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Ulaanbaatar is the capital of Mongolia. In 2006 its population was estimated at roughly just under a million citizens. The city is situated north and slightly east of the center of Mongolia, on the Tuul River, a subtributary of the Selenga, in a valley at the foot of the mountain Bogda Uul.
History: Founded in 1639, Ulan Bator, then Urga, was originally located at the site of the Buddhist monastery of Da Khuree (Mongolian: Даа хүрээ [Daa hüree]), around 400 km from the present Ulaanbaator in Arhangay Province and was the seat of the first Jebtsundamba, Zanabazar. It was moved often to various places along the Selenga, Orhon, and Tuul rivers until reaching its present location in the late 18th century. It prospered in the 1860s as a commercial center on the tea route between Russia and China and was the seat of the Qing amban in Mongolia. Mongolia first proclaimed its independence upon the collapse of the Manchu Empire in 1911 and the city became the capital of the new Mongolian People's Republic in 1924.
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State Department store






Russian GAZ-A and American Willy's




The Gandan Tegchinlen Monastery











Sukhbaatar and Choibalsan mausoleum in the centre of the city


Sukhbaatar monument at Sukhbaatar square














National Theatre
 

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Nice photos, I've never really seen Ulaanbaatar, but it definatly looks like it has some communist-style architecture. Nevertheless, not bad.
 

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wow ! thanks ! I always looked for pics from UlaanBaatar, but hardly found ! Great pics ! Loved it !
a question: What does " Ulaan Baatar " means in english ??
 

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Luis_RiodeJaneiro said:
wow ! thanks ! I always looked for pics from UlaanBaatar, but hardly found ! Great pics ! Loved it !
a question: What does " Ulaan Baatar " means in english ??
http://en.wikipedia.org/wiki/Ulaanbaatar#Names_of_Ulan_Bator

As far as I understand Ulaanbater was the new name of the capital in orde of Sukhbator. It means red hero (bator means hero).
My guess is that he was considered a hero for fighting against the chinese and against a (baltic?) warlord to retrieve Mongolian independence. He got help from the Red Russian Army, hence explaining the name.
But there is also a border town explicitly called "Sukhbator".

Nice pictures! Why do mongolians both use Cyrillic and Latin alphabet?
 

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nice pictures.

btw Mongolians in China use genuinely traditional Mongolian alphabets.

Mongolia is also considering swtiching back, Cyrillic has cut off their ties with traditional Mongolian culture.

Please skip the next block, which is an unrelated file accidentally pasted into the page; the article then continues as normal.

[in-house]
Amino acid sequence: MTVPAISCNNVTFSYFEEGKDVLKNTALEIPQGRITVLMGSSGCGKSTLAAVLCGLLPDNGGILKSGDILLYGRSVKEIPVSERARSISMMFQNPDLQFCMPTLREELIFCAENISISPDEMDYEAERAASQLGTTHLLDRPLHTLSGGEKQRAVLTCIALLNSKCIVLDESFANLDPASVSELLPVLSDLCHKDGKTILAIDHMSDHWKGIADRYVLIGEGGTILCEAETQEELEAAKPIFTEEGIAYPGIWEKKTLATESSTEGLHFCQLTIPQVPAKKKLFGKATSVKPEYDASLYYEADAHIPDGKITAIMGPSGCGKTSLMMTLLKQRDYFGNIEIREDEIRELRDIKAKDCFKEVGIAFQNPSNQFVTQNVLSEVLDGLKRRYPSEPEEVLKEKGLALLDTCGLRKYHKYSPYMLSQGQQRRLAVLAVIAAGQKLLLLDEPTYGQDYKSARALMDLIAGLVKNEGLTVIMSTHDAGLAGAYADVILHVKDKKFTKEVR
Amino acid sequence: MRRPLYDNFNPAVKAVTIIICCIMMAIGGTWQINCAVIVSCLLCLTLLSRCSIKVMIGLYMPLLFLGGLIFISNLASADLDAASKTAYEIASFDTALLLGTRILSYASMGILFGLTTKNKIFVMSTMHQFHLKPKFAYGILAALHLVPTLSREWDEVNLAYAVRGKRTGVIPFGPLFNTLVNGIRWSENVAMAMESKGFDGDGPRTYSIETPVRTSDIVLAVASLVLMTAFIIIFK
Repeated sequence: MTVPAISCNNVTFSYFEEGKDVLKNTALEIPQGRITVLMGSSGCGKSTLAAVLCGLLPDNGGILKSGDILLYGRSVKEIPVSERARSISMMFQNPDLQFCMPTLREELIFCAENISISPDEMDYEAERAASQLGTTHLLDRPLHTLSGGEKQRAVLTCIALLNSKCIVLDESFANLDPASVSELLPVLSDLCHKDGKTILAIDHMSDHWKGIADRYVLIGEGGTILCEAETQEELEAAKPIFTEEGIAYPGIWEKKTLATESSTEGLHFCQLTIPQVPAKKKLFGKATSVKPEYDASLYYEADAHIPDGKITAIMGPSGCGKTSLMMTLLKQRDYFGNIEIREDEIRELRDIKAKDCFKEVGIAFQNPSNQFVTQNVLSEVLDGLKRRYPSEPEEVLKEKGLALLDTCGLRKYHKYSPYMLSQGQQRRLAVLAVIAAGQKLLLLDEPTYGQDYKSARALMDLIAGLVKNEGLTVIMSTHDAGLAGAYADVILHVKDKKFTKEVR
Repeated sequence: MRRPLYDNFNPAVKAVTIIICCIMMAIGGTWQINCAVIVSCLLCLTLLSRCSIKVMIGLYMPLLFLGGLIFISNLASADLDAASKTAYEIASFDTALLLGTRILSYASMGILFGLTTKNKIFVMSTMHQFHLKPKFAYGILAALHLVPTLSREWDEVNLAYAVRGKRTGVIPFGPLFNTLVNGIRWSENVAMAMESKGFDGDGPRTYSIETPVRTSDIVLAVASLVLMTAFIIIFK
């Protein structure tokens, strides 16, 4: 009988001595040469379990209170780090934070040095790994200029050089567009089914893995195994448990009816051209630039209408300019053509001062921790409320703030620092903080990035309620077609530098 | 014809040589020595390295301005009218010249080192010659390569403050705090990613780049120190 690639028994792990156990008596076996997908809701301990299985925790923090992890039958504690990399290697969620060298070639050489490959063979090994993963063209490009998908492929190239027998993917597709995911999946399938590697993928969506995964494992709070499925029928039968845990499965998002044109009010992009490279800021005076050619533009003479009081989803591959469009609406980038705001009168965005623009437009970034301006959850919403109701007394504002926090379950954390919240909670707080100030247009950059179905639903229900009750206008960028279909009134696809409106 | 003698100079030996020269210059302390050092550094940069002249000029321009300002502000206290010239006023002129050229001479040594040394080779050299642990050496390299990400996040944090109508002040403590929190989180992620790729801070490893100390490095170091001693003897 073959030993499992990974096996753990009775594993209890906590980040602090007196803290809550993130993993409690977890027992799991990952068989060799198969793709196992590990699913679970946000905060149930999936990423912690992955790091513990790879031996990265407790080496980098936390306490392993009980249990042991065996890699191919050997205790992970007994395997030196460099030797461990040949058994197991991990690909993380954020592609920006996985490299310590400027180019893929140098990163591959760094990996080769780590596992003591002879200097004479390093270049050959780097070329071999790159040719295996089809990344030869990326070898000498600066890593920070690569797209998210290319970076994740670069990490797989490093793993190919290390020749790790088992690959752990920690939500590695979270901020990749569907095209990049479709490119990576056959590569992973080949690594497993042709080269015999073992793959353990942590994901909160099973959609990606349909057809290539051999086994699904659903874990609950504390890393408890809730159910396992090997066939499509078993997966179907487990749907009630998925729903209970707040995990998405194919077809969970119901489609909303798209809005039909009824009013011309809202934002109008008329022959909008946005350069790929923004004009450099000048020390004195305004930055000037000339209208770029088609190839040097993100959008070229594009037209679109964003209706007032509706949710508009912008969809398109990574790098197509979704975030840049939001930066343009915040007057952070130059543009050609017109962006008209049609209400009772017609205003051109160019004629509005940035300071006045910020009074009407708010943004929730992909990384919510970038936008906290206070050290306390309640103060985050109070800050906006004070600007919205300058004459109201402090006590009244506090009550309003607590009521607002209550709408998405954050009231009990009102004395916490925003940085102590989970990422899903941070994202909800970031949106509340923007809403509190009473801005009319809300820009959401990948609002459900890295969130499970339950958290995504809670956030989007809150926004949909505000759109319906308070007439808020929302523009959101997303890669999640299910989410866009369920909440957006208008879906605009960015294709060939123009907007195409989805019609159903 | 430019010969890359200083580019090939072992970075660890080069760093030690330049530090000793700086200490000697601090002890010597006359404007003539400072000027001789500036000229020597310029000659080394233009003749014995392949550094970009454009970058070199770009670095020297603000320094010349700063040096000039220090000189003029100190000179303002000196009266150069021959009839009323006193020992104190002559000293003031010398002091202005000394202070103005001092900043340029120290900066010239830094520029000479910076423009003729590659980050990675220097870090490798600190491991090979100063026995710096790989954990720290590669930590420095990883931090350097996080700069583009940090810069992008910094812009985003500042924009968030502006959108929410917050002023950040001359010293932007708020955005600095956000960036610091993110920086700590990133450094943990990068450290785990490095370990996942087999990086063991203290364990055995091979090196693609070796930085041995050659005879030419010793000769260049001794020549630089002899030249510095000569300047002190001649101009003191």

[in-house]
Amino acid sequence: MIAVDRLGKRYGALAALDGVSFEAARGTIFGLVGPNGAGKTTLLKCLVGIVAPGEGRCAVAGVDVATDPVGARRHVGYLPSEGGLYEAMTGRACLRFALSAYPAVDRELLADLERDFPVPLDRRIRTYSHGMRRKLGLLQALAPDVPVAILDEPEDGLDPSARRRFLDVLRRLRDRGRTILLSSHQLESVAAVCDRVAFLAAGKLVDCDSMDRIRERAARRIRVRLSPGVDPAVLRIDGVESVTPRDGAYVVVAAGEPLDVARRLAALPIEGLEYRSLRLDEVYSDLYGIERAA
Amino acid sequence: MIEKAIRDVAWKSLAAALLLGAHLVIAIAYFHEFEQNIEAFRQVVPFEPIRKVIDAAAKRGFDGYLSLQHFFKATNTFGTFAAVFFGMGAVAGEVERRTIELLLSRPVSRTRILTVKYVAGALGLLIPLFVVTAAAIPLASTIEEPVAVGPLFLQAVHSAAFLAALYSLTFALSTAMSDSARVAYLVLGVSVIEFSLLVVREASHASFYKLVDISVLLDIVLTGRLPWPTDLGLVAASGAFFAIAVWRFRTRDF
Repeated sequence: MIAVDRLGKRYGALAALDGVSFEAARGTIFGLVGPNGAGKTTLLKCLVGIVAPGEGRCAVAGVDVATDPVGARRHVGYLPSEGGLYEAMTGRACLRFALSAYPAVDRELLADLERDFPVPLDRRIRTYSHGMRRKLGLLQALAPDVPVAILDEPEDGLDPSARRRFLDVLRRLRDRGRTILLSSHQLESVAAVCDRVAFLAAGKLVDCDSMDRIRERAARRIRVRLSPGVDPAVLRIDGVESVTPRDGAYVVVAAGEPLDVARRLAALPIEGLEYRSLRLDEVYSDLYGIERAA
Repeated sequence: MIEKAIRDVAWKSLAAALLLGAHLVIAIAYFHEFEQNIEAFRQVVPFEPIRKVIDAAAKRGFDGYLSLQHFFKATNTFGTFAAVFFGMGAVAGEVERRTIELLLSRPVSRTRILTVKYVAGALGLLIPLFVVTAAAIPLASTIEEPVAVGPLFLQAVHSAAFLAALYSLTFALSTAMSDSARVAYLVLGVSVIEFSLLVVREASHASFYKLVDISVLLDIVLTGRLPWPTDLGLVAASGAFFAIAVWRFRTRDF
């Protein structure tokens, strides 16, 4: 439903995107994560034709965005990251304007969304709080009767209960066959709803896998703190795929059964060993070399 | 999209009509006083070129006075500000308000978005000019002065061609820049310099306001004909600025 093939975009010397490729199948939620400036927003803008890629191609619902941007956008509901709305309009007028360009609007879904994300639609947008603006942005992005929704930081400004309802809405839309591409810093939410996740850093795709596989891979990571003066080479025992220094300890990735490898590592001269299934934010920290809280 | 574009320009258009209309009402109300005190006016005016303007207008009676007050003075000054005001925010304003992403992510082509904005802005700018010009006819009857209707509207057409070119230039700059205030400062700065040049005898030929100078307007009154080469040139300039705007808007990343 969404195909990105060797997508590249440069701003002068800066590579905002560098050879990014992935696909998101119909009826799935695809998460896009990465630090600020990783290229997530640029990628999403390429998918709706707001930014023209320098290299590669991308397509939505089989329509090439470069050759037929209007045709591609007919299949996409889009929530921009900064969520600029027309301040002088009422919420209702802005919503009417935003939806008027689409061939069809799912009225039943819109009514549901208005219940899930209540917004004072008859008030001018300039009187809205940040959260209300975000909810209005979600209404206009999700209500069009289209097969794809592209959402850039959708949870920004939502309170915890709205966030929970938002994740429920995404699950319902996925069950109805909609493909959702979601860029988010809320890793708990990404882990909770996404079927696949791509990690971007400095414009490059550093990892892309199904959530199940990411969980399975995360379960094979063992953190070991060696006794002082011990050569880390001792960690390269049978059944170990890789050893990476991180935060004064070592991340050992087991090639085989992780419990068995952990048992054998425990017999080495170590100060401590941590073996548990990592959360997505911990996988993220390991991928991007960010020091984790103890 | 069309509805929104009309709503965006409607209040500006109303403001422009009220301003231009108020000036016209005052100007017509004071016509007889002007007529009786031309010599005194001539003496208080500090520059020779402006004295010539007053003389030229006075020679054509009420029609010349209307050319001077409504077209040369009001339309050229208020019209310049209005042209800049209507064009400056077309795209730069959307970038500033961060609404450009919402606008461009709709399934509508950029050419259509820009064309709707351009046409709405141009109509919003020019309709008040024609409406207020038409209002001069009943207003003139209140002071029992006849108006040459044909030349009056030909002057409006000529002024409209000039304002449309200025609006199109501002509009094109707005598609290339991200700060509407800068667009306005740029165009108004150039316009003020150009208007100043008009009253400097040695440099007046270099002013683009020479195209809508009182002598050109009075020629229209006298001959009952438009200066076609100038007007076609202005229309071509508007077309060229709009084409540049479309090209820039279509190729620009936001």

As a result of pressure from the Soviet Union, Mongolia adopted the Latin alphabet in 1931 and the Cyrillic alphabet in 1937. In 1941 the Mongolian government passed a law to abolish the traditional alphabet, but since 1994 they have been trying to bring it back. It is now taught to some extent in schools, though is mainly used for decorative purposes by artists, designers, calligraphers and poets. The average person in Mongolia knows little or nothing about the traditional alphabet, though there is high literacy in Cyrillic. In Inner Mongolian Autonomous Region of China the traditonal alphabet is still used.
 

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Sen said:
nice pictures.

btw Mongolians in China use genuinely traditional Mongolian alphabets.

Mongolia is also considering swtiching back, Cyrillic has cut off their ties with traditional Mongolian culture.
I think it should be added that the average person doesn't seem interested in using traditional Mongolian alphabet in the first place. Lots of interviews were done and everyone found it difficult to learn and use, thus the continued use of Cyrillics. The change in alphabet hardly has anything to do with cutting off ties with culture.. the Mongols have used a number of other writing systems in the past like the Tibetan inspired Phags Pa, Todo script, Latin alphabet, etc
The change to Cyrillic wasn't from traditional, but from the Latin alphabet they introduced in the 30s.
 

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wow. is that picture with the horse+man stature with the hills with the pine trees really ...like..in mongolia? everything else is all desserty.
 

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Hmmmm that looks SO "North Korea"ish ehheh. Nice pics though, rarely seen place, intriguing at least. I wanna visit it some day to see how it feels :cool:
 
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